MEMPHIS, TN (WMC) - If you've ever wondered about the history behind one of Memphis oldest neighborhoods, the Blues City Cultural Center (BCCC) can help you.
"This Is Orange Mound" is a youth-guided tour of one of the first planned subdivisions in America for African-Americans. The tour launched Wednesday morning at 10 a.m., and included ten sites deemed important to the cultural heritage and history of Orange Mound.
One of the tour's first stops was at historic Melrose High School. One of the people leading the tour was student Terrica Jones. But before she could lead the tour, community elders had to first teach her about her the neighborhood.
"I wanted to learn a lot of information about the history of Orange Mound that I did not know," Jones said.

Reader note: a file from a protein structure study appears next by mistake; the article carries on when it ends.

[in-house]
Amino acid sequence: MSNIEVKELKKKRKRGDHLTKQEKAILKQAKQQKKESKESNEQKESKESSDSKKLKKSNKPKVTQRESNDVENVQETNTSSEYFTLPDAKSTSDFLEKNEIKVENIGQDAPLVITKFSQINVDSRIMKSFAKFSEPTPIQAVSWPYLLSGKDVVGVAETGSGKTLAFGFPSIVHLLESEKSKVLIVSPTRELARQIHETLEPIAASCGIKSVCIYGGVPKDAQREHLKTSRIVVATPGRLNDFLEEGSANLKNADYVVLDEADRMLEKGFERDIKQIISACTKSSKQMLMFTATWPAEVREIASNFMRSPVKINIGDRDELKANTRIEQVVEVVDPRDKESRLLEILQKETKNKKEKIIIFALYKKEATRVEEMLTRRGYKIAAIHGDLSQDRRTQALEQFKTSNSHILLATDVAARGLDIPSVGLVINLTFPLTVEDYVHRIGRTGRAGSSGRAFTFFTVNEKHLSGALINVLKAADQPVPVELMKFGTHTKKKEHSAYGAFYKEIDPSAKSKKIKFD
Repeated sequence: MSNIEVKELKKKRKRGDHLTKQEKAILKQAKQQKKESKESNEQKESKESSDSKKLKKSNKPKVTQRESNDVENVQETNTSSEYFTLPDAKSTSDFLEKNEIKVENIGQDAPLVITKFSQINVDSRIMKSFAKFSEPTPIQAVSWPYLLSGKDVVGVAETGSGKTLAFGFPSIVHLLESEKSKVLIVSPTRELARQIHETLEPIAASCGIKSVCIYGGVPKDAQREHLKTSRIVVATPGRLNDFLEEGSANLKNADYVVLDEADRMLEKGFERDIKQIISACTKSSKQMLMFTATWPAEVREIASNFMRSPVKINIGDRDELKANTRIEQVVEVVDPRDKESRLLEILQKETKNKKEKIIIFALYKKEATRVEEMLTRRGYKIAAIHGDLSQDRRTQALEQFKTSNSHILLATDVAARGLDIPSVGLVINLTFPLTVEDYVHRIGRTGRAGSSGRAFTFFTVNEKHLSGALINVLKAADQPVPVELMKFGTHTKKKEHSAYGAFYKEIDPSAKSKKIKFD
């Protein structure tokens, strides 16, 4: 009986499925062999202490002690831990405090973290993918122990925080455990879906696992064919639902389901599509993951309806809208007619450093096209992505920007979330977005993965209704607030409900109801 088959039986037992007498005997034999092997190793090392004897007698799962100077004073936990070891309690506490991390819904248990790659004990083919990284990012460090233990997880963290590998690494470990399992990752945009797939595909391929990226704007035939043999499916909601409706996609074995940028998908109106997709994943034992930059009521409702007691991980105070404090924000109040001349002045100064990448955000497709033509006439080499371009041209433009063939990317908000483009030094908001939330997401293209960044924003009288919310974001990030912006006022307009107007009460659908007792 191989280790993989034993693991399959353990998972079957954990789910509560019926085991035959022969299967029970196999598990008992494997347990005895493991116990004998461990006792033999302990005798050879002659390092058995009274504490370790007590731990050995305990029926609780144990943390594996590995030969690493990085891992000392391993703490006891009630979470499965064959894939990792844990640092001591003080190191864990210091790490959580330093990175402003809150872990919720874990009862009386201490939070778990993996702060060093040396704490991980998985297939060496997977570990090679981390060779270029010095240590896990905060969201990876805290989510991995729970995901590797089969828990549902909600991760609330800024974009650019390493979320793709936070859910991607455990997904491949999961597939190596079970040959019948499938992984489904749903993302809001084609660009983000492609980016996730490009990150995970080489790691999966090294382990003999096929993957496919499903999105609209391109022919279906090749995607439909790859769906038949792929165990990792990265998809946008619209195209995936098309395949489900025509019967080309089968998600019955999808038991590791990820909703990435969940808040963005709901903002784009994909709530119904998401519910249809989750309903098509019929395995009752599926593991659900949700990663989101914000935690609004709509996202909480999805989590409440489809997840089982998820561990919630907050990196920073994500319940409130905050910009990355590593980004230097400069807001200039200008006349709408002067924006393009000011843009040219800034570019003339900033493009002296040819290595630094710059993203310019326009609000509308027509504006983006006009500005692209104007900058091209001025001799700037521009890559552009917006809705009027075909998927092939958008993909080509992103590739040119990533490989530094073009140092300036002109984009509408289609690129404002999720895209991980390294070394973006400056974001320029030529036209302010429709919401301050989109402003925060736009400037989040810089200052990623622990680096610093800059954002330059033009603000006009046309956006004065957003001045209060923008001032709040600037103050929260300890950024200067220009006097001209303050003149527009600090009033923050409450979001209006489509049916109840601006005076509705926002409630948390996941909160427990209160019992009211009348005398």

It's history that included learning about the ties between sports and society. It also meant learning about the famous students who used to walked the halls of Melrose High School. This included Olympic gold and silver medal track star Rochelle Stevens.
The tour concluded back where it started at the Orange Mound Gallery. Through art, people gained a deeper understanding of the more than 125 year history of Orange Mound.
"I would love for them to learn about how the arts can actually be a tool to change and revitalize their neighborhood," Linda Steele with Arts Memphis said.
Other sites visited on the tour included Mt. Pisgah CME Church, the Deaderick Family Cemetery, and the Orange Mound Swimming Pool.
Several sites feature area youth presenting live dramatized interpretations that add voice to the sites' significance.
The neighborhood historian and president of the Melrose Center for Cultural Enrichment, Mary Mitchell, believes the tour "is a tribute to generations of African-Americans who built a great community that has endured more than 125 years."